Meeting Location and Dates
The Sixth International Conference on Mars Polar Science and Exploration will be held September 5–9, 2016, at the University of Iceland in Reykjavik, Iceland. Reykjavik was chosen as the site of the sixth conference because of its relative accessibility to North American and European contributors and its proximity to excellent polar geomorphic terrains including ice sheets and active glaciers. Expert guidance from local scientists at the University of Iceland and the University of Nantes will assist in the organization of multi-day pre-conference and post-conference field trips along with several options for a one-day mid-conference field trip.
To take full advantage of the opportunities Reykjavik and Iceland provide, the conference technical sessions will be held Monday, Tuesday, Thursday, and Friday, with a choice among three mid-conference field trips held on Wednesday. Additional details about the field trips, including the opportunity to bring family members, are included on the field trips page.
Purpose and Scope
The Sixth International Conference on Mars Polar Science and Exploration is the latest in a series of meetings intended to promote the exchange of knowledge and ideas between planetary and terrestrial scientists interested in Mars polar and climate research. In recognition of the broad scope, interdisciplinary nature, and strong international interest in this topic, we welcome the participation of any interested scientist with relevant theoretical, experimental, or field experience.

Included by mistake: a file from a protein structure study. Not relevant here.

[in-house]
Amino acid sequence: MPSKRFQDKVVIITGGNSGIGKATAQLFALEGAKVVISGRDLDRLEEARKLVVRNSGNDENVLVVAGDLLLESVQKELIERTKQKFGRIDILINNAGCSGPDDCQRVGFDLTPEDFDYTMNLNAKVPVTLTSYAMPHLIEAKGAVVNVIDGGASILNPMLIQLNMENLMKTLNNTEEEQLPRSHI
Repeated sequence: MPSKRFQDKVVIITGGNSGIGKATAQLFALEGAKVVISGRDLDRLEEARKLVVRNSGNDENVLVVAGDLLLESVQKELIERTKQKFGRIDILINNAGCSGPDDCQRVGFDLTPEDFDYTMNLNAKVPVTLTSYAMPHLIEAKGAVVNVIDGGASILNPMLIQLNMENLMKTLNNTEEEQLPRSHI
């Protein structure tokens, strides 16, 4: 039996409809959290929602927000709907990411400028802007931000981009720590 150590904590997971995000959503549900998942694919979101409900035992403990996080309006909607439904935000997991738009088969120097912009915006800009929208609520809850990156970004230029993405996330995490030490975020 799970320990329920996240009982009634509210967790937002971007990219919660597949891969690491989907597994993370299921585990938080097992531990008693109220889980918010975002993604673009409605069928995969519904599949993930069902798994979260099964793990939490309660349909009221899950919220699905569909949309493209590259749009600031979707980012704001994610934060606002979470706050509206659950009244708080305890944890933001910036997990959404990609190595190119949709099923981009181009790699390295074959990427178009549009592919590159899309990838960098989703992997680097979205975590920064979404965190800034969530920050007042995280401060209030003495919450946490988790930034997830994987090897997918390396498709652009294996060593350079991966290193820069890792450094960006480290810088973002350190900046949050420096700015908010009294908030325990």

The conference is designed to pull together the current state of Mars polar research from many fields, including geology, atmospheric, and climate sciences. The primary focus will be on advancements since the fifth conference based on current mission data, and attendees will have the opportunity to share their advancements with like-minded colleagues. Additional foci will be on terrestrial analogs that can enhance our interpretation of remote sensing data from Mars and on concepts for future missions. One goal of this meeting is to set options and priorities for such missions and to serve as an important resource for those scientists wishing to develop instruments, propose spacecraft, or participate as a member of a science team in response to future Announcements of Opportunity. During the technical sessions, outstanding questions and methods to address them will be recorded and published at a later date.